Discussion in 'Ham Radio Discussions' started by K8EA, Jun 12, 2019.
I would use a BNC before using a push on.
Those 'push-on' PL-259 shields do work. But, they also cause wear on the SO-239 connector that does damage the threads. Just depends on how often you do that connecting/disconnecting, naturally, but a switch really is cheaper in the long run. And just because... If you intend a push-on shield to start with, don't leave off that threaded shield! Just let it slide down the cable someplace. You won't regret that later.
Buy an Alpha Delta 2 or 4 position and switch it to off.
I have eight of those set up in my ham Shack, they have built-in lightning protection also. And we'll handle 1500 watts. It's fast, easy and you're always protected.
And remember "if you're not connected to a Ground you're not Protected"
It does if you live in an area with high number of lightning strikes.
How so? If the coax coming into the shack presents a hazard, what happens when you disconnect it? What do you do with it?
And what about everything plugged in at your house, connected to the overhead distribution system? Do people unhook their TV from the antenna every time they turn it off?
The correct way is to do your installation properly to begin with. Disconnecting when not in use for extended periods is one thing (e.g., vacation home), disconnecting every time you use it is another. If you live in an area with a high number of lightning strikes, you should pay extra attention to a proper grounding system.
But in the event of a strike, a thick glass jar creates more spectacular shrapnel, and associated damage/injuries!
Actually...not. Unless you can disconnect them OUTSIDE the house and lay the ends on the ground.
Disconnecting the cables inside the house offers about zero protection.
Remember, repeaters, pagers, broadcast transmitters, commercial/industrial LMR installations, cell sites, etc. never disconnect anything and are up 24/7/365 irrespective of weather. Many of those are on mountaintops or tall towers and are more exposed to lightning than the average home...and it doesn’t matter. You just need to “follow the rules” about grounding.
I live in a lightning intense area and I have a real respect for the stuff. One thing that I do know is that lightning has no respect for rules and it doesn't have a shopping list of the places it can strike and places where it cannot strike. I took a major strike to my antenna. It hit the W5GI and traveled down the buried RG213. I had the coax disconnected in the house. Halfway down the buried coax run the lightning blew the coax apart. Lightning did not get into my house via the coax. It did however, get into my house via the internet. It hit the outside box and destroyed everything terminated to the internet in my house. This included a TS590 and a honking Bose sound system... I should also note that I was on my computer when it hit. It was like the 4th. of July ....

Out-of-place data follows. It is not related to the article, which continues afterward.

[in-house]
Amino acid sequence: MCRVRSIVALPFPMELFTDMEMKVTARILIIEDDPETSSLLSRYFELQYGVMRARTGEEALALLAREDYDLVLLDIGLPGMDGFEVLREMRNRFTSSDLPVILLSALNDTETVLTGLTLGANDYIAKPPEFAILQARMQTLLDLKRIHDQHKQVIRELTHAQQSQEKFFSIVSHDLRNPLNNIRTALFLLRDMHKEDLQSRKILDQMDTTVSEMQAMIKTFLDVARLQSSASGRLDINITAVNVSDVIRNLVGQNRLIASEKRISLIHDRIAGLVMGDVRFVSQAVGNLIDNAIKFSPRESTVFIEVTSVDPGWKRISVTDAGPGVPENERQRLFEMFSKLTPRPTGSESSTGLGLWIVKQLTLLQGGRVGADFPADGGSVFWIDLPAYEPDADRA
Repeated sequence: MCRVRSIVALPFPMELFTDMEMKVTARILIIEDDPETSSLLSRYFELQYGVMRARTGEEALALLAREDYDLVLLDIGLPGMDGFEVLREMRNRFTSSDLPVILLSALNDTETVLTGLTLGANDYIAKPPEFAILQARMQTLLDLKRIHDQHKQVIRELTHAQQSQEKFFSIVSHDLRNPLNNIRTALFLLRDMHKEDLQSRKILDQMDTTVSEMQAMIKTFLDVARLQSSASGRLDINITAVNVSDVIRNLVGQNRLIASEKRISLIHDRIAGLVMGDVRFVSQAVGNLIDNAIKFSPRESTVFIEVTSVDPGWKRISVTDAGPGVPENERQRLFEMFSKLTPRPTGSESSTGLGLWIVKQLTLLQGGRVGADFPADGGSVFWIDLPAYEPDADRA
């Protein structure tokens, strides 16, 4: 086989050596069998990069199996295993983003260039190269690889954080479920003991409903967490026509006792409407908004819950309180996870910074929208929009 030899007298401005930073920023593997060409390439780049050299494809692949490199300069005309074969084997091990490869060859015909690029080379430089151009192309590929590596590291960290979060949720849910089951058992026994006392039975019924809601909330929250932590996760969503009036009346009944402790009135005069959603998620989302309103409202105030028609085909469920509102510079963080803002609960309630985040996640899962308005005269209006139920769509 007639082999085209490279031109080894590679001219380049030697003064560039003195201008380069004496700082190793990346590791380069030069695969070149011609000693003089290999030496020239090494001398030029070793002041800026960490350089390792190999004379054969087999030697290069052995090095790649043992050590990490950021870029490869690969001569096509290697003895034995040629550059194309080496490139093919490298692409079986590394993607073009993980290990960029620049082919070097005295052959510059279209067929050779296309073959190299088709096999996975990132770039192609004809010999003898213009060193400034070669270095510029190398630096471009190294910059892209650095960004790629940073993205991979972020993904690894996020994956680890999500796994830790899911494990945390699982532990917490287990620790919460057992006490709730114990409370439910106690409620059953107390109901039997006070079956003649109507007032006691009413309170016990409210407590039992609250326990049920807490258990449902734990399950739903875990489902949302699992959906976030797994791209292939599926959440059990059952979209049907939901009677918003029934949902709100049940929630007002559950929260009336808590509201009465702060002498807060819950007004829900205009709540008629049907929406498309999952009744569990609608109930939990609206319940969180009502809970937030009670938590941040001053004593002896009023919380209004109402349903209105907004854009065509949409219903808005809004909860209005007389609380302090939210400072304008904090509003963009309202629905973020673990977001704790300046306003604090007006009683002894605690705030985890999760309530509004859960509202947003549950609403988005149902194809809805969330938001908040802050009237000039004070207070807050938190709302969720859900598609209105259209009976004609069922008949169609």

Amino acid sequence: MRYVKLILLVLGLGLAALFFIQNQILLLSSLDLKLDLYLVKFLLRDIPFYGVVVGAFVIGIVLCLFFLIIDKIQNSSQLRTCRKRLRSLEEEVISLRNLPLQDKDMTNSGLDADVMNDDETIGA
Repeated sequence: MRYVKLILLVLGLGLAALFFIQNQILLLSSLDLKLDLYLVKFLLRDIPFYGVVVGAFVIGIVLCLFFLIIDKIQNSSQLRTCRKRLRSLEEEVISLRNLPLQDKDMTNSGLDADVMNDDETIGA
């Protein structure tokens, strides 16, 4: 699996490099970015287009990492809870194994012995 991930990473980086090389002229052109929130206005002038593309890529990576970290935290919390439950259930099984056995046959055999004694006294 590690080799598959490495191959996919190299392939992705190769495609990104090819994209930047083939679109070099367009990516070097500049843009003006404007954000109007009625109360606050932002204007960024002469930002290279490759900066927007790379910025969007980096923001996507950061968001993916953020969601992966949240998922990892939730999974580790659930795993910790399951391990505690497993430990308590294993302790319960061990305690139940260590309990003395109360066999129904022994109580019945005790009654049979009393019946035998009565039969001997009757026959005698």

I firsthand know of some of the potential in a bolt of lightning. I will forever disconnect the coax no matter what Steve says...
That's fine, but you state that in your first hand experience it came in via the Internet - not the coax.
As hams, sure, we worry about and discuss the issues with lightning and our antennas. But lightning doesn't care if we're a ham. And lots of lightning damage is done every day to non-hams who don't have ham antennas. The issue is lightning. and mitigation of the risks. Anything and everything that enters your house - power, telephone, TV antenna, Sat antenna, Internet, ham radio antennas, even gas and waterlines - can be a conduit for lightning to get in. Grounding and bonding allows everything to rise and fall together, so there isn't huge voltage potentials between wires, objects, etc. And this is where the electrical damage occurs - when things are not grounded and bonded you get differences in potential between things, say, your antenna's coax shield (should be bonded to ground) and the AC electrical ground feeding the equipment. All a strike has to do is be closer to one ground than the other (if there are separate) an the damage is done, potentially resulting in fireworks and a fire. Even if the coax is disconnected - there will still be the difference in potential, and the high risk of damage, fire, etc.
Just disconnecting your radio without considering what's really going on is false security. DO IT RIGHT.
It came along the coax and destroyed several feet of coax half way down the run. I can't help but think that it may had come the entire length of the coax had I left it terminated to my radios. I'm not about to test another incident by leaving the coax terminated. We had fiber coming into our house and I ever gave thought that lightning would gain access via this medium. In our old qth cable was coax strung between power poles. This seemed to be a vulnerable system.
Regarding prevention based on my experience, you can bet your bippy that I've installed all appropriate technology to defend against such situations. But, I do realise that no matter what you do, you will always be vulnerable.... False or not, I will continue to disconnect my antennas. If anything, my wife is happy that I disconnect my radios and I can't fault her for wanting this.